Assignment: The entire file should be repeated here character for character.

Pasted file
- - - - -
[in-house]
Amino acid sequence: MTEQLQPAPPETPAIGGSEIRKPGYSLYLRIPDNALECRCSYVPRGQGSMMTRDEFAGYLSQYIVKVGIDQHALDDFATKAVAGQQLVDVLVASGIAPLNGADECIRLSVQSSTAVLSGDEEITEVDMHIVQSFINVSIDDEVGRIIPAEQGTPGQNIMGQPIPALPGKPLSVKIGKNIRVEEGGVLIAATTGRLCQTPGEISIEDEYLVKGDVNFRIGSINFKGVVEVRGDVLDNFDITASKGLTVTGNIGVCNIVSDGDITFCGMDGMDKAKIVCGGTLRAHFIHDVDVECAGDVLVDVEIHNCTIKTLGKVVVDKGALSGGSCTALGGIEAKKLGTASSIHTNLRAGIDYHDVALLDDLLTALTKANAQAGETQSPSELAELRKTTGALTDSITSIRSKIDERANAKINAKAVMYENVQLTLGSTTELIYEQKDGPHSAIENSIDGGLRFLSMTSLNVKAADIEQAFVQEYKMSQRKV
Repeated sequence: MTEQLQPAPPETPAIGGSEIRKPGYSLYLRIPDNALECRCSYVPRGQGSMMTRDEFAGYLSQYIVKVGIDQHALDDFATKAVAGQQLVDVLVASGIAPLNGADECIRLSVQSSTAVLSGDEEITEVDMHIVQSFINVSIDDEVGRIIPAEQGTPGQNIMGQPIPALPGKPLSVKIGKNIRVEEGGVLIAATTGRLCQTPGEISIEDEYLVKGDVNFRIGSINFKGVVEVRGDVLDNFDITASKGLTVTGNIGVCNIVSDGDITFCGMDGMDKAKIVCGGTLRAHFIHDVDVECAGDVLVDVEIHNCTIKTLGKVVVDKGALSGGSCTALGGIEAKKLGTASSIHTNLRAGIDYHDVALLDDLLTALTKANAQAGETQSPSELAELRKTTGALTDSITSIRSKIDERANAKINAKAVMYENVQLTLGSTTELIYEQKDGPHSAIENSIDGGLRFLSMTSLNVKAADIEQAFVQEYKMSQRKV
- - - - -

[in-house]
Amino acid sequence: MTEQLQPAPPETPAIGGSEIRKPGYSLYLRIPDNALECRCSYVPRGQGSMMTRDEFAGYLSQYIVKVGIDQHALDDFATKAVAGQQLVDVLVASGIAPLNGADECIRLSVQSSTAVLSGDEEITEVDMHIVQSFINVSIDDEVGRIIPAEQGTPGQNIMGQPIPALPGKPLSVKIGKNIRVEEGGVLIAATTGRLCQTPGEISIEDEYLVKGDVNFRIGSINFKGVVEVRGDVLDNFDITASKGLTVTGNIGVCNIVSDGDITFCGMDGMDKAKIVCGGTLRAHFIHDVDVECAGDVLVDVEIHNCTIKTLGKVVVDKGALSGGSCTALGGIEAKKLGTASSIHTNLRAGIDYHDVALLDDLLTALTKANAQAGETQSPSELAELRKTTGALTDSITSIRSKIDERANAKINAKAVMYENVQLTLGSTTELIYEQKDGPHSAIENSIDGGLRFLSMTSLNVKAADIEQAFVQEYKMSQRKV
Repeated sequence: MTEQLQPAPPETPAIGGSEIRKPGYSLYLRIPDNALECRCSYVPRGQGSMMTRDEFAGYLSQYIVKVGIDQHALDDFATKAVAGQQLVDVLVASGIAPLNGADECIRLSVQSSTAVLSGDEEITEVDMHIVQSFINVSIDDEVGRIIPAEQGTPGQNIMGQPIPALPGKPLSVKIGKNIRVEEGGVLIAATTGRLCQTPGEISIEDEYLVKGDVNFRIGSINFKGVVEVRGDVLDNFDITASKGLTVTGNIGVCNIVSDGDITFCGMDGMDKAKIVCGGTLRAHFIHDVDVECAGDVLVDVEIHNCTIKTLGKVVVDKGALSGGSCTALGGIEAKKLGTASSIHTNLRAGIDYHDVALLDDLLTALTKANAQAGETQSPSELAELRKTTGALTDSITSIRSKIDERANAKINAKAVMYENVQLTLGSTTELIYEQKDGPHSAIENSIDGGLRFLSMTSLNVKAADIEQAFVQEYKMSQRKV